This post also appears in the The Washington Post.
If our goal is carbon reduction, a cap-and-trade or carbon-pricing bill, with its likely compromises, would be worse right now than no regulation. Pricing carbon below $40 per ton will not change how industry does business or drive adoption of new technologies. With legislation unlikely to support such prices, uncertainty is better than a low price that disincentivizes the development of technologies that have radically less carbon.
Much as Craig Venter used tools for genome sequencing to outrace the larger, longer and costlier government-sponsored human genome project, it makes more sense to focus over the next five years on the development of carbon-reduction technologies rather than on maximizing short-term emissions reduction. Cherry-picking reductions of 5 to 10 percent through low-hanging efficiency upgrades could distract from developing technologies that reduce emissions 80 percent. By focusing instead on the large wedges that account for 75 percent of carbon emissions -- electricity and transportation -- we could achieve the lion's share of our goals with a small fraction of the complexity.
If we develop low-cost, high-efficiency technologies upfront, we can spark a wave of adoption and create companies and jobs -- the Googles of the energy sector. Innovation is America's natural advantage, one whose fruits we can export worldwide as other countries seek to adopt cost-effective technologies.
Well-designed legislation to reduce carbon emissions in electricity and petroleum could enable the development of substantially better alternative technologies for 70 percent of our carbon emissions, reducing our largest energy security risks. Consider: Sen. Jeff Bingaman (D-N.M.) has proposed requiring electricity providers to use a minimum percentage of energy from renewable sources. If this standard were modified to allow low-carbon electricity from any source, not just renewable, with carbon emissions that are 80 percent lower than coal, it could get support from nuclear, natural gas and even coal advocates. Opening the playing field like this would increase competition and drive down prices. This would encourage coal with sequestration and nuclear technologies to accelerate development to compete.
Bipartisan support for such standards is possible because this proposal is not dramatically different from ones by Bingaman, as well as by Sens. Lamar Alexander (R-Tenn.), Jim Webb (D-Va.) and Richard Lugar (R-Ind.). If the proposal passed, we would achieve a technology-neutral, market-based win for climate legislation by reducing emissions from our largest source of carbon. The United States could aim to get 20 to 25 percent of our electricity from sources that use 80 percent less carbon than benchmark coal by 2020, which would meet or exceed the standard set by the House bill passed last June. For utilities, it would reduce uncertainty and encourage investment.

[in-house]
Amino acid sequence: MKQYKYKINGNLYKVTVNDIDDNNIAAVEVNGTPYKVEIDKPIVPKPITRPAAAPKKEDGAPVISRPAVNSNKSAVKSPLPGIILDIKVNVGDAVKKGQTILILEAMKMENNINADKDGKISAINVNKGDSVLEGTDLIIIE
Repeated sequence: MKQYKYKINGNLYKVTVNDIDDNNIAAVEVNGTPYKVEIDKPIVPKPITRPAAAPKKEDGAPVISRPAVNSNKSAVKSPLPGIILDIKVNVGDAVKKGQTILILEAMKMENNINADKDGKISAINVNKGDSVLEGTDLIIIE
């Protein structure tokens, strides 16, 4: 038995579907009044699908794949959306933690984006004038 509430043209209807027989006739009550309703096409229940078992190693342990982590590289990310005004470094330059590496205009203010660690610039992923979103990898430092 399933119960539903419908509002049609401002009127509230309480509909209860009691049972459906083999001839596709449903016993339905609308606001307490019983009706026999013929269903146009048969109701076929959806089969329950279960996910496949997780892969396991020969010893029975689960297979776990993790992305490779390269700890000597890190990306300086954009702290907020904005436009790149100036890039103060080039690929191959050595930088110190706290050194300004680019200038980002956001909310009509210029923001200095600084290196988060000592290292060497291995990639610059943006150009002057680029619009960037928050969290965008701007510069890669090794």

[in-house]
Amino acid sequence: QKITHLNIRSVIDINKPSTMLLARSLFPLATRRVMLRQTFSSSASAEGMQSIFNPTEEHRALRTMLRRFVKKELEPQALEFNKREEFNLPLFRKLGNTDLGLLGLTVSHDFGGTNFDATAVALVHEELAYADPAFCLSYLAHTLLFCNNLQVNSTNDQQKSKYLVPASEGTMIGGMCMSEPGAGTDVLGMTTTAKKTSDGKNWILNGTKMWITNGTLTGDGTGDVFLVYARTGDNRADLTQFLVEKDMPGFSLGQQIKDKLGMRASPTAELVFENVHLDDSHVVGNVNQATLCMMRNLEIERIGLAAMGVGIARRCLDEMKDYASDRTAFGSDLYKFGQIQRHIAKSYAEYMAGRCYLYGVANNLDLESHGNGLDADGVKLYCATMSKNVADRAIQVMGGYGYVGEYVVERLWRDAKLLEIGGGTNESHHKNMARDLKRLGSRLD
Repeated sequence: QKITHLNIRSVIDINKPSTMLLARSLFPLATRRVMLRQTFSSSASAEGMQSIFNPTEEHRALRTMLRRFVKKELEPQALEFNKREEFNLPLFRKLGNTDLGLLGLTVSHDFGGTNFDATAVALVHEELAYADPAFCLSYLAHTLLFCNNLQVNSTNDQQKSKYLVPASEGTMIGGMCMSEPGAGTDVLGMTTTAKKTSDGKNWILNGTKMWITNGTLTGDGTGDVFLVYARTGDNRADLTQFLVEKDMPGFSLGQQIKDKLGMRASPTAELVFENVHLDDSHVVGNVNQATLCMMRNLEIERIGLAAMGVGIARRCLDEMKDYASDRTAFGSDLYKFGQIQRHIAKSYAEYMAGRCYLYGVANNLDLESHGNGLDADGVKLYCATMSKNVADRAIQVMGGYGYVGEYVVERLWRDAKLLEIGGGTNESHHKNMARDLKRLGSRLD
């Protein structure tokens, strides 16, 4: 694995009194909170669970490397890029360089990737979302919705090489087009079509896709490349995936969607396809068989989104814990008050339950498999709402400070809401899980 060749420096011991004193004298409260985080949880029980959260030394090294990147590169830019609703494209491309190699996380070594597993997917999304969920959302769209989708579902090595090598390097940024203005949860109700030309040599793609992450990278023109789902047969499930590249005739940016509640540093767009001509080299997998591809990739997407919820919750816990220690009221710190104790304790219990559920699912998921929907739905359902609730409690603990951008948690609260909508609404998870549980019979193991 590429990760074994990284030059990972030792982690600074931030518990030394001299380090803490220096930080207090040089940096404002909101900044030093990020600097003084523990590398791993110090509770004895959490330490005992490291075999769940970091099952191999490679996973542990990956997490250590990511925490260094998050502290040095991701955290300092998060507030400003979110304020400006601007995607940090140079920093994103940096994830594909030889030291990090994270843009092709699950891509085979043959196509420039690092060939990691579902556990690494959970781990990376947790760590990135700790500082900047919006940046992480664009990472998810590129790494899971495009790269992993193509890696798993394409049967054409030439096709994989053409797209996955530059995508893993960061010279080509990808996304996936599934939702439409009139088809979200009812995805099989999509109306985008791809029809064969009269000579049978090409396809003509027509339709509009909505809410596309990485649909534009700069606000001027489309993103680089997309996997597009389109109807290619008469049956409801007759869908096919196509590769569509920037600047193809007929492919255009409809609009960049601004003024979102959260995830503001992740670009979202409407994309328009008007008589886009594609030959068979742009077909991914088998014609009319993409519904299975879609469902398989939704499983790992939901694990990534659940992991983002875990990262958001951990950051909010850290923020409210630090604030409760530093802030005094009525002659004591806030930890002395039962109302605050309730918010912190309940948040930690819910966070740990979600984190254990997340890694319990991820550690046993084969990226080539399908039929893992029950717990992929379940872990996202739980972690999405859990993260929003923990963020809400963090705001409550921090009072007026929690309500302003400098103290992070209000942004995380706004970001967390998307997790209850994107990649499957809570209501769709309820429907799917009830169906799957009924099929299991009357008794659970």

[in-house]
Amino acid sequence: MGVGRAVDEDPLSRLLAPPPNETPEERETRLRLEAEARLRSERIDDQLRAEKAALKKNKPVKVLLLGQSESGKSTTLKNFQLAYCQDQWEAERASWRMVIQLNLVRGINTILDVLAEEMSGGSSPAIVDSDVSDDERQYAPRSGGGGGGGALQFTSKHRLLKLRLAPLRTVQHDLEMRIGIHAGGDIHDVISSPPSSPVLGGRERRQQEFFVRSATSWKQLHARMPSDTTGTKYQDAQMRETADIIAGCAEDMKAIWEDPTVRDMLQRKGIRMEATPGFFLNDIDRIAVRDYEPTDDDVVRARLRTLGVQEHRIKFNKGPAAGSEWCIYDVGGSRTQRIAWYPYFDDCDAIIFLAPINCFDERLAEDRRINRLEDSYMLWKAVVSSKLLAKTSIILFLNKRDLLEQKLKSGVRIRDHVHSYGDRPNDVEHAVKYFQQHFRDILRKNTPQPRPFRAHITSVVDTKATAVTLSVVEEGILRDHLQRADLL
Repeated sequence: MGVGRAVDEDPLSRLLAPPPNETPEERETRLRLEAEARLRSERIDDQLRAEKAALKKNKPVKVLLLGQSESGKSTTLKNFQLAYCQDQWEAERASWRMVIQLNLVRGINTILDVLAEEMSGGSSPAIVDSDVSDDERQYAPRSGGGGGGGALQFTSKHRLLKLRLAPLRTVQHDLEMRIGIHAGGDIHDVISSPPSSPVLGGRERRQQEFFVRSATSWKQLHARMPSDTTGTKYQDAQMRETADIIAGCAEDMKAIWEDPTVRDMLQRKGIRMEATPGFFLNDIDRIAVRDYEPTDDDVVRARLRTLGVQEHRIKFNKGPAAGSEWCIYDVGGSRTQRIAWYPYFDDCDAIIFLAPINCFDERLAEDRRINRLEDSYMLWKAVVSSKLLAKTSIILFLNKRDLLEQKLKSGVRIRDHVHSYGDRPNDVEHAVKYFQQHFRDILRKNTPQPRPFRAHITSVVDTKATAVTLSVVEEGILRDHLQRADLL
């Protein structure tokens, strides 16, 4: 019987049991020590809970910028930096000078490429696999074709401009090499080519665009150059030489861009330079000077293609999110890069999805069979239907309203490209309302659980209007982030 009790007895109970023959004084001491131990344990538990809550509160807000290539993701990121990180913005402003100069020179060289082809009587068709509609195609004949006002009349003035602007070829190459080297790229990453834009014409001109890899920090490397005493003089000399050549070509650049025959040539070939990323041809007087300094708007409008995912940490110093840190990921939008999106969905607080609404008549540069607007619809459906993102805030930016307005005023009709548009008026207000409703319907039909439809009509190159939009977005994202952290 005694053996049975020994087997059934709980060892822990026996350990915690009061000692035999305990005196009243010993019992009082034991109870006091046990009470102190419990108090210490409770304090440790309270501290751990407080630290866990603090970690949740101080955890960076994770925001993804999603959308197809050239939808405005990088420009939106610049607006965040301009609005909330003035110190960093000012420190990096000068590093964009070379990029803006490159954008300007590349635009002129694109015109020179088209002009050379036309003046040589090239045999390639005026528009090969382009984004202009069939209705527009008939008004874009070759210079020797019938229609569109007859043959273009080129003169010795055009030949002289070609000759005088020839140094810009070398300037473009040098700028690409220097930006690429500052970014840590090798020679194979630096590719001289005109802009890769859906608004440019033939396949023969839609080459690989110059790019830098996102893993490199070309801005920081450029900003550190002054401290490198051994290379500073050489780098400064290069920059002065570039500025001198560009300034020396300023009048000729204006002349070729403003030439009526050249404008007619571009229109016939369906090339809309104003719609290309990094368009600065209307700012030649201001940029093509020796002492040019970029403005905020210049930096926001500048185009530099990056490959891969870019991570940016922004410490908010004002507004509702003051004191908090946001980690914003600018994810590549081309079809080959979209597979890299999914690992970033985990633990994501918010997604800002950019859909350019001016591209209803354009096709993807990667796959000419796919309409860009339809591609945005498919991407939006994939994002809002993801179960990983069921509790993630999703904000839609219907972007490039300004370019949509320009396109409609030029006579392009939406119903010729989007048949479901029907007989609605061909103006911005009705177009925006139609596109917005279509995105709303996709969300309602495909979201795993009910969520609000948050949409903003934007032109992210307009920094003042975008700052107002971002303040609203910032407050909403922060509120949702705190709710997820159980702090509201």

Importantly, a low-carbon electricity standard would be superior to a utilities cap. A cap can easily be met in the next 10 years by incremental adjustments to existing assets (such as repowering coal power plants with natural gas and shutting the most inefficient plants). In contrast, a low-carbon electricity standard can be met only by the rapid development of radically low-carbon technology; these technologies can then be exported to India and China, which deploy much of the coal-fired electricity. Such a standard would build low carbon capacity the fastest and give the United States a competitive advantage in the emerging low-carbon economy.
The renewable-fuels standard could likewise be modified to a more technology-neutral low-carbon fuels standard, which would reduce concerns about the impact on the food supply, such as corn vs. ethanol, through diversification. Adopting this standard, as California has, would increase energy security and reduce oil risk -- no small feat in light of the threats posed by oil spills and petro-dictators such as Venezuela's Hugo Chávez or Iran's Mahmoud Ahmadinejad.
Meanwhile, regulating cars in technology-neutral effective grams of carbon emitted per mile, instead of miles per gallon, would allow more efficient engines to compete with electric cars. And compete they should, as some engine technologies may deliver more carbon savings at a fraction of the cost of electric vehicles and hybrids. Furthermore, producing non-food biofuels could be the largest source of new jobs and gross domestic product growth in rural America.
Efficiency is another big lever. Why not set up a "fee-bate system" in which rebates go to those who purchase items that are among the most energy-efficient, be they refrigerators, cars or lighting, while the most inefficient pay fees to fund the rebates? Efficiency standards could update automatically every few years based on the top-tier performers, whose economics and consumer acceptance have been demonstrated.
Most important, Washington must stop "picking winners." Tax credits and loan guarantees should be equally available to all low-carbon technologies, be they carbon capture and storage, solar, wind or nuclear. Focus on electric cars and hybrids has already decreased investor interest in more-efficient engines. "Natural gas" trucks are an example of Washington favoring technologies when better paths exist. Why
Between cleaner electricity and transportation, we can start addressing 75 percent of our sources of carbon emissions, while efficiency improvements will reduce emissions in the remaining 25 percent. In the meantime, we can increase energy security and create competitive American companies and sustainable jobs. Climate change may be uncertain to some, but if we take steps to ensure against nuclear attacks, the disruption of oil supplies and acts of terrorism, why not ensure against climate risk? Such actions would increase competition and decrease long-term energy costs.